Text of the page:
Fiber Friday Friends! Totally making a "thing" of this! I have been busy sewing and knitting and crafting away, and I think that if I were to have "fiber resolutions", which would be a really nerd thing to have... i mean, who would make resolutions about fiber?  me. Well, if I were the type of person to make such resolutions, I would have them made. Like, I said, january has been a busy and fun month for me when it comes to sewing and knitting (I blame the cold weather and long nights), and keeping so busy with all these things that I love to do with my brain and hands has made me think about how I work, what I want to do, what I like to make... and then sometimes while I am working on things, and doing stuff, I have a brief existential crisis that I work through... and sometime that leads to fiber resolutions, you know, if i was nerdy like that. 

 So, the product of my latest crisis is my manta: the phrase "I AM NOT A MACHINE" So often I feel like I have an urge to chug out projects and work work work. Maybe this is on my mind because of the holiday rush, and how once January comes around and my little shop business slows down, I am needing to remind myself to calm down, take my time, enjoy my work. This phrase also bleeds into being a mom, and a nurse, and a human... I am not a machine - slow down and enjoy life. I am not a machine - take time to laugh with the babies and watch a stupid cartoon.  I am not a machine - take a couple minutes to do more teaching with a patient... re-explain something and make sure they "get it". I am not a machine - feed yourself real food. 

So, that is my mantra this year. I am not a machine. I am a human being. I make things with my hands because I love to. I sell things to people who want something made by caring hands, not a machine. I give things that are made with my hands and I use my brain. I take my time to teach my children about making things with their hands. 

which brings me to my resolutions... because, you knew it, I totally made fiber resolutions.

1 / Knit a pair of socks for each member of my family, for their birthday. Because I like to make socks, and don't make enough of them. Because many of my family members ask me to make them something to wear. Because I would love to wrap each of them in a sweater, but have waaay to many family members for that. A sweater for their feet though? I think I can handle that. 

First pair of socks, for my baby sister, modeled by Chlo.
 2 / Re-cycle more yarn and fiber. Knitting is not a cheap hobby, believe it or not. Yes, it can be more inexpensive to buy yarn than to buy a sweater. But then you have all the hours that you put into making that sweater, and in the end it's really not a matter of being more economical, but really just having an item that you love that you picked out the yarn and pattern (or design your own pattern if you do that kind of thing) for, and took the time to make. Also, if you are going to take the time to make yourself something, you want to use good stuff... and once you start using good stuff it is hard to go back to using anything else. So, if you like good yarn, natural fibers, and natural dyes (I am getting there), then you are going to spend a pretty penny on your yarn.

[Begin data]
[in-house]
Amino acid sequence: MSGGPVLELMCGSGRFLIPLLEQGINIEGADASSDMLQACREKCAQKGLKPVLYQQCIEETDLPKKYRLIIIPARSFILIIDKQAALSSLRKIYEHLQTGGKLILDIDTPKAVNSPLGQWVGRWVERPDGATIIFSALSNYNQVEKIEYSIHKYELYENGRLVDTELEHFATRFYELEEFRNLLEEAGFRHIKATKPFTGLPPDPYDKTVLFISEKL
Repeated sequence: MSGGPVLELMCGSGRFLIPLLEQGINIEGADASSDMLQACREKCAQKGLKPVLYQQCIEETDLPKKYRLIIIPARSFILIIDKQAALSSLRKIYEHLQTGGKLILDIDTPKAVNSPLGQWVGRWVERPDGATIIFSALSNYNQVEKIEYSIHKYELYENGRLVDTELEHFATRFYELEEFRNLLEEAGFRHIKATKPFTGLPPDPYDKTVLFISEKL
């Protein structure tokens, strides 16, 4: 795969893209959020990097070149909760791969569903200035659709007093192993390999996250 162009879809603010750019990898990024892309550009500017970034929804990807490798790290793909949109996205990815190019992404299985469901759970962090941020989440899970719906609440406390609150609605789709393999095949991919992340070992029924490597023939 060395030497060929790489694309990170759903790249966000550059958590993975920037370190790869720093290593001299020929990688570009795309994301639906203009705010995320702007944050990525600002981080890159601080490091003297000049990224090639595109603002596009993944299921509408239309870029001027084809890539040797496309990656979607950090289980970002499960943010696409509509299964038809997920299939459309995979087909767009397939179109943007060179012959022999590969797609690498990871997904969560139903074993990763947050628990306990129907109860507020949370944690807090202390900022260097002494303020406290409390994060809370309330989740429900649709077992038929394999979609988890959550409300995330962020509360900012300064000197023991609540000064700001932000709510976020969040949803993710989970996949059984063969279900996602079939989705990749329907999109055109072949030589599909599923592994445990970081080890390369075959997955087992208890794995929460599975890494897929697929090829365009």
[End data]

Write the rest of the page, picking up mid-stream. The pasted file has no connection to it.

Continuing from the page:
I bought some great cotton-linen blend yarn over a year ago and made a cardigan for myself, that then sat in a drawer. So this week I decided to rip the whole thing apart and make sweaters for my two kids. Recycling yarn is an excellent way to save some money, and reuse something that isn't getting any wear. Also, handmade pieces are pretty easy to take apart. I am thinking I have enough yardage for two short-sleeve spring sweaters for them. It was a great activity for Chlo and me to do together since she loves to pull at yarn already. I wrapped the yarn around a chunk of cardboard I had sitting around, tied them into little hanks, soaked them, and once they are dry I will wind them into balls and knit with them. This whole process takes a bit of time, but it can save a bit of money.

Oh, and I am keeping track of this project on my instagram feed, for anyone interested in recycling yarn. Check out #recycledspringsweaters , because I am really not too great with getting too creative with my hashtags.

3 / Stick to a fiber budget. I am giving myself $50 a month to put towards any materials or supplies  I might need. To some this might sound ridiculously stingy, and to others this might sound really extravagant. Because I have a whole lot of fabric, I am mostly using this on bits or tools I need to finish a project, rather than the bulk of the materials. I hope this is going to help me use what I have stashed (sooo much fabric), and really encourage me to make the most out of what I have. I want to make more quilts, so this month money went towards batting, and backing for this quilt, and some more yarn to make some socks for my brother (since most of my yarn is a bit feminine or bulky right now).

 4 / Take some time once a week to work on a quickie. This past week, after I had my kids in bed, I threw together this quick little doll. I have been wanting to make a "baby doll" for a bit now, and while this one needs a little work (i should have lined his entire head, which is made from an old sweater, with batting or muslin to make it more rigid and less likely to loose shape.). This doll was made with all used materials, minus his linen face, and embroidery thread used to sew his face on. I would like to make more of these and put them in my shop sometime soon. But, I have many little quickies I want to work on, and once a week it feels good to sit down and make something from start to finish.

and everything about this doll makes me laugh.

Do you have any "fiber resolutions"? Or anything that you would like to change this year about how you use materials or recycle things that you own?


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